SAVING THOSE WHO SAVE OTHERS: A RETIRED CHIEF AIMS TO STOP FIREFIGHTER SUICIDES

Printer-friendly versionPrinter-friendly version Share this

 

By Miriam Raftery

November 22, 2017 (San Diego’s East County) – Last year, 69 firefighters in the U.S. died in the line of duty, the National Fire Protection Association reports. But far more  -- 139 – took their own lives.

So far this year, 86 firefighters have been lost through suicide—including Cal Fire Captain Ryan Mitchell, who killed himself at the Pine Valley Bridge in San Diego’s East County earlier this month.

Jeff Dill, CEO and founder of the Firefighter Behavioral Health Alliance (www.ffbha.org) , is determined to save firefighters’ lives  through special workshops designed by a firefighter, for a firefighter.

The workshops are offered to fire departments across the nation. They focus on behavioral health awareness, suicide prevention, and making resources available to help firefighters and their families.  

 “Five years ago, no one was taking down these names and numbers,” says Dill,  a retired battalion chief who got his masters degree in counseling in Illinois and has since done research to compile data on firefighter suicides, then went on to create programs to help prevent such tragedies.

Since 1880, when the earliest known suicide occurred (a fire chief in Auburn, New York),at least  1,078 firefighters have killed themselves.  Sixty of those deaths were in California, the fifth highest rate in the nation after Illinois, Texas, Pennsylvania and New York, the FFBHA reports.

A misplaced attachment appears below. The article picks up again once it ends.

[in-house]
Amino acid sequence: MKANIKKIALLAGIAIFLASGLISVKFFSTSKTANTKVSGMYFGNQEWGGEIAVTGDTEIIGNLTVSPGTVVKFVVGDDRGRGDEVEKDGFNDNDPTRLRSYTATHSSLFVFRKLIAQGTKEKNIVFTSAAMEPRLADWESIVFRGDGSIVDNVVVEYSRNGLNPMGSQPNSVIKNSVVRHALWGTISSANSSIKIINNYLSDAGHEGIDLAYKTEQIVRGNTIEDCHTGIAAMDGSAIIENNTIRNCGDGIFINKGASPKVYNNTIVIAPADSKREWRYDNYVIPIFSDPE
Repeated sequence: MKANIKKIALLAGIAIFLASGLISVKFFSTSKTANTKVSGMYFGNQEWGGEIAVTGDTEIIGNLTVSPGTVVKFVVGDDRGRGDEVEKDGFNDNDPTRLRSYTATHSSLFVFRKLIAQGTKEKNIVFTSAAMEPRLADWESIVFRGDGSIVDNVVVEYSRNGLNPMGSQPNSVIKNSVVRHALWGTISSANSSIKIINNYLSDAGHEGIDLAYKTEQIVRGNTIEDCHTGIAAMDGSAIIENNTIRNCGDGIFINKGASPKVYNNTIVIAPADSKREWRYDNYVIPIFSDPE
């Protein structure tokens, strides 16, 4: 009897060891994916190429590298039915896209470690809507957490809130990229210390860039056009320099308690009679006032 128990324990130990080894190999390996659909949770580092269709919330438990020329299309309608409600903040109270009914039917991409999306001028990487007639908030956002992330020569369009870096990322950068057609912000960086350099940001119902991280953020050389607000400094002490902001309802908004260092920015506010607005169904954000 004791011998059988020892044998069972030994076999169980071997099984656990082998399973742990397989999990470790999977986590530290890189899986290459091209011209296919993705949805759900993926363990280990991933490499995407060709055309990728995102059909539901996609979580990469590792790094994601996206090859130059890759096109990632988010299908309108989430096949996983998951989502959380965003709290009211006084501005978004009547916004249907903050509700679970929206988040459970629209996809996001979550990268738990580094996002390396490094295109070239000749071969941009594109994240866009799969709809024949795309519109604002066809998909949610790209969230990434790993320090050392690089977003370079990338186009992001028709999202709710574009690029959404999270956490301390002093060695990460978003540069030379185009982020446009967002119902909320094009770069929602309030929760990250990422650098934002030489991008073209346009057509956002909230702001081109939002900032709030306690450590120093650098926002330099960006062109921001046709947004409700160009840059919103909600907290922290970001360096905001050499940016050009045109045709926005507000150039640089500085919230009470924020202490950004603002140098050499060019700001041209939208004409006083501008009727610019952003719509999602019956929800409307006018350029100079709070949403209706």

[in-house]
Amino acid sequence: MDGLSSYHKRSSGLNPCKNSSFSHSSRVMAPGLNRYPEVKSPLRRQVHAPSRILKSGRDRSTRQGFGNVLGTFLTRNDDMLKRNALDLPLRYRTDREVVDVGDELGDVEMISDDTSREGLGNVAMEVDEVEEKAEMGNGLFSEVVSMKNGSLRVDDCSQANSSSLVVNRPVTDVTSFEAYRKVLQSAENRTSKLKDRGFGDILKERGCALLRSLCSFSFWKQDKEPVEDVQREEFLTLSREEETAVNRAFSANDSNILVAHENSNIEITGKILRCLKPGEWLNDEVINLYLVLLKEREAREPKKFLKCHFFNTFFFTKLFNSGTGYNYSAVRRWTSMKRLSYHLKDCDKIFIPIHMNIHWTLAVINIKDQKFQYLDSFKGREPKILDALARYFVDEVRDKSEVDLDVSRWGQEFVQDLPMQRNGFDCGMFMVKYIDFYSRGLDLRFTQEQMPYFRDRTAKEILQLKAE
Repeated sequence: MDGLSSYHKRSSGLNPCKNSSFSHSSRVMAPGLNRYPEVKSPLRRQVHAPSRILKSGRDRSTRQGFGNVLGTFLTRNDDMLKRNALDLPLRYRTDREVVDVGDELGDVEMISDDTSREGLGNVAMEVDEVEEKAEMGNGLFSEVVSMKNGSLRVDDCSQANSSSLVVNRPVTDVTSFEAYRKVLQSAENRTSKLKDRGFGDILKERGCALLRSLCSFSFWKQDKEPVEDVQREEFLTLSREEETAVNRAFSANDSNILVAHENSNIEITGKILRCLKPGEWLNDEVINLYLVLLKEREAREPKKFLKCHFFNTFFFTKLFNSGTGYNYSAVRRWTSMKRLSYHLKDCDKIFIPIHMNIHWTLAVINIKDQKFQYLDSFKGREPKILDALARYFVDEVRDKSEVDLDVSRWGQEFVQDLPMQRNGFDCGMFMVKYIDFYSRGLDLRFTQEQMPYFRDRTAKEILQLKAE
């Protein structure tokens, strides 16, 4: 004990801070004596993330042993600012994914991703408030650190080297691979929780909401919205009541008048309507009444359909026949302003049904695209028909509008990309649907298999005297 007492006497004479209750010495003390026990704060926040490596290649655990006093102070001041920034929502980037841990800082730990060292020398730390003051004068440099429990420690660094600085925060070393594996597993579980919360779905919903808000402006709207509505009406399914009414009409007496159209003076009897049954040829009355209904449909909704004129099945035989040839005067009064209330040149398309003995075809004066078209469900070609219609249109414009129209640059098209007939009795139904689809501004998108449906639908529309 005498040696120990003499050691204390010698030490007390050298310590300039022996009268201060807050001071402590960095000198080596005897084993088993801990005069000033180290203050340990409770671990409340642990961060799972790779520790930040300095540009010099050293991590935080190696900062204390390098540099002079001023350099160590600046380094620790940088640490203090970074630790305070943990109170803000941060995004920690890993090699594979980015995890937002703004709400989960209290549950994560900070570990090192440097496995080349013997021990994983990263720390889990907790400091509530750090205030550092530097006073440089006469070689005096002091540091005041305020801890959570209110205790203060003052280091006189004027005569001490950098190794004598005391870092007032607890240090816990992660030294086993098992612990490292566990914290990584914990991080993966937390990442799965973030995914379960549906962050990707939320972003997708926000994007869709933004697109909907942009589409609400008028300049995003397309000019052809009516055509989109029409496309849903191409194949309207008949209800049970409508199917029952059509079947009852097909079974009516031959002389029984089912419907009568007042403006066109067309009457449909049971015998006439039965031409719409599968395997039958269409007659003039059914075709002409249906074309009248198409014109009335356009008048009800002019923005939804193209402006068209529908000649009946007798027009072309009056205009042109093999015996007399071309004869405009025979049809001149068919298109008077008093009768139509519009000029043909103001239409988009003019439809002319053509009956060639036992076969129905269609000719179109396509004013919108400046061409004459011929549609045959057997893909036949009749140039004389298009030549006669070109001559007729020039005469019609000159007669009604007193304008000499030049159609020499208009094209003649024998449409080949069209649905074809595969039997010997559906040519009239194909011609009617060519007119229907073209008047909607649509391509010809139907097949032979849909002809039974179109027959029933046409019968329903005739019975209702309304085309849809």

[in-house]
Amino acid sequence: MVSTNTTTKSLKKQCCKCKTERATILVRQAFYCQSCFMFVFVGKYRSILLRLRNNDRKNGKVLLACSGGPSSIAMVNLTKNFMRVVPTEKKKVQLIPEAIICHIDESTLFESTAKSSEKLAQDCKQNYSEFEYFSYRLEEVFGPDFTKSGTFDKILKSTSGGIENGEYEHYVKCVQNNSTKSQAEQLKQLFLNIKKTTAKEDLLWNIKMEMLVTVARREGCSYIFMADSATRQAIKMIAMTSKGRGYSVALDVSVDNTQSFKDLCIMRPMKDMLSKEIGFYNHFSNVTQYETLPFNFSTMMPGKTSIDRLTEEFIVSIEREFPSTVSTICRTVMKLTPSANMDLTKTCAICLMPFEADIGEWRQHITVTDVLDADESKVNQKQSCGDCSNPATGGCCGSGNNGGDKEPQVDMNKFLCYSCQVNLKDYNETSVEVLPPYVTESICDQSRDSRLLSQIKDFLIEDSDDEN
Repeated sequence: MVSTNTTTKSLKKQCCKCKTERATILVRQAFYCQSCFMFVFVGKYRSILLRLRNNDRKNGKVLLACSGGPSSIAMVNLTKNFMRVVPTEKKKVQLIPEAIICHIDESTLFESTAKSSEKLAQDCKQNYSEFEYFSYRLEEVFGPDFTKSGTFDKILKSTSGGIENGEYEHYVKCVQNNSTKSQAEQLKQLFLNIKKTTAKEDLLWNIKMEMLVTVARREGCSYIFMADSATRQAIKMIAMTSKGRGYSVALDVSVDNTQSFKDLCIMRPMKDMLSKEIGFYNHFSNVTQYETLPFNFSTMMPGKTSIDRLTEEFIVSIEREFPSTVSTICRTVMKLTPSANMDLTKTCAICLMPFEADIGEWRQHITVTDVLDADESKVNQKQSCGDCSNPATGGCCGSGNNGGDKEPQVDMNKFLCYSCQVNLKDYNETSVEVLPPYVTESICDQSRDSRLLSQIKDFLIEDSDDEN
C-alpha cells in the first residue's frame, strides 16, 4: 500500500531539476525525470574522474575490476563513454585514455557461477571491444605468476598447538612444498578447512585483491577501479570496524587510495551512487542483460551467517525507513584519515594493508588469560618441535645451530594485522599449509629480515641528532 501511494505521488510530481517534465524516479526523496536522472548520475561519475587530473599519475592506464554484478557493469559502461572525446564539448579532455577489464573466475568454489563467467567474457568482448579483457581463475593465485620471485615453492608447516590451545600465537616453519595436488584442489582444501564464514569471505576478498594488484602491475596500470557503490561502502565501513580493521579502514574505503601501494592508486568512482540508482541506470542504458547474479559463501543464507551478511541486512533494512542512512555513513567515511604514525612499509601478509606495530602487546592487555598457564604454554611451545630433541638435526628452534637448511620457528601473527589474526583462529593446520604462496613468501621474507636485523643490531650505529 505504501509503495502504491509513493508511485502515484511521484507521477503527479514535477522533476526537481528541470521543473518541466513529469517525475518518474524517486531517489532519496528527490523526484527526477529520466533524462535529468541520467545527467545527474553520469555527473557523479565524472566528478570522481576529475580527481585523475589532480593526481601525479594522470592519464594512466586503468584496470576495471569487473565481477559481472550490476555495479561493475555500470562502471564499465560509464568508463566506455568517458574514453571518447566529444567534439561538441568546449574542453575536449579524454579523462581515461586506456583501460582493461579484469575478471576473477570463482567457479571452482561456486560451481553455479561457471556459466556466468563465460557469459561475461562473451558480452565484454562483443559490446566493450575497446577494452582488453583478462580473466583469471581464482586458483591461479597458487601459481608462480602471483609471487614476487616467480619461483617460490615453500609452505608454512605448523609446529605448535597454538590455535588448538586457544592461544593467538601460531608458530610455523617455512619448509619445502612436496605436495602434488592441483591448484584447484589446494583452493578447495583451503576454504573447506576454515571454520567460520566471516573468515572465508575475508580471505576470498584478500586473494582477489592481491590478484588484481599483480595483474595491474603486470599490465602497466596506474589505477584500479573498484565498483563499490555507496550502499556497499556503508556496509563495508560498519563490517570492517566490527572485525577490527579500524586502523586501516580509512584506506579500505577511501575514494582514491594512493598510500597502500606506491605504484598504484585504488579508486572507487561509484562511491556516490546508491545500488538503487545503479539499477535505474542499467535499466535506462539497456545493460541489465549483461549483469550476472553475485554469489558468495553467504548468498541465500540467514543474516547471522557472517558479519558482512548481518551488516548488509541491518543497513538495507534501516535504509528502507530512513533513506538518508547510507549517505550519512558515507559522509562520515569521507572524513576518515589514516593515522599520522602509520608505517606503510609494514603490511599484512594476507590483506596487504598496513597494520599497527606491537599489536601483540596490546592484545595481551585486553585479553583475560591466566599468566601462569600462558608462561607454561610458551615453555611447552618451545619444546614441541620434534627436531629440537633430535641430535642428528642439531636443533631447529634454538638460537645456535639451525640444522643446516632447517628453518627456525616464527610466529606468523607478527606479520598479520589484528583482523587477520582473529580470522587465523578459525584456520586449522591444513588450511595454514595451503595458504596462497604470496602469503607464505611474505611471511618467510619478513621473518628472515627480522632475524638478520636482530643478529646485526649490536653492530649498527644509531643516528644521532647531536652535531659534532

Those numbers have spiked in recent years due in part to improved reporting, but also increased stresses.  Before the 9/11 attacks in 2001, no year had more than 47 firefighter deaths. Since then, every year but one has been higher than that.  Three of the past four years have seen suicides in triple digits: 118, 142, and 139 in 2014, 2015 and 2016.

Most are young or in the prime of life; 228 were between age 17 and 30, 265 were  age 31 to 40, 269 were age 41 to 50, and 190 were age 51 to 60.  Firefighters in their  60s and 70s accounted for 48 and 30 suicides respectively, and 49 were of unknown age. 

The vast majority – 838 – were active duty; 177 were retired, while a few were on disability, had been fired or resigned. 

Most firefighter suicides are with guns, which accounted for 627 of the 1,078 deaths to date. 

Why do so many firefighters take their own lives?

Too often, the cause is unknown. The number one known cause is marital or family relationship problems.  Second is depression, followed by addictions, physical or mental health issues, as well as post-traumatic stress disorder (PTSD).  Health-related suicides have increased sharply due to cancers among firefighters during the September 11, 2001 terrorist attacks.

“Are all of these wrapped up together? Absolutely, in what we call cultural brainwashing,” Dill says.

Firefighters are trained to be strong.  Some may view it as a weakness to ask for help.

To any firefighters contemplating suicide, Dill offers this advice. “I would ask them to either clal their peer support teams or call us, and we will find you a qualified counselor who works with fire and understand our culture. We will vet, for free, and find counselors you can work with.” 

He also wants firefighters to know “that it is okay; we are at our strongest when we ask for help ourselves.”

To get help, or for more information, visit www.FFBHA.org or call them at 847-209-8208.

For immediate help during a crisis, you can also dial 911, or call the National Suicide Prevention Lifeline 1-800-273-8255, or call the Share the Load Program at 1-888-731-3473.

The public can help by donating to the FFBHA, a 501c3 nonprofit.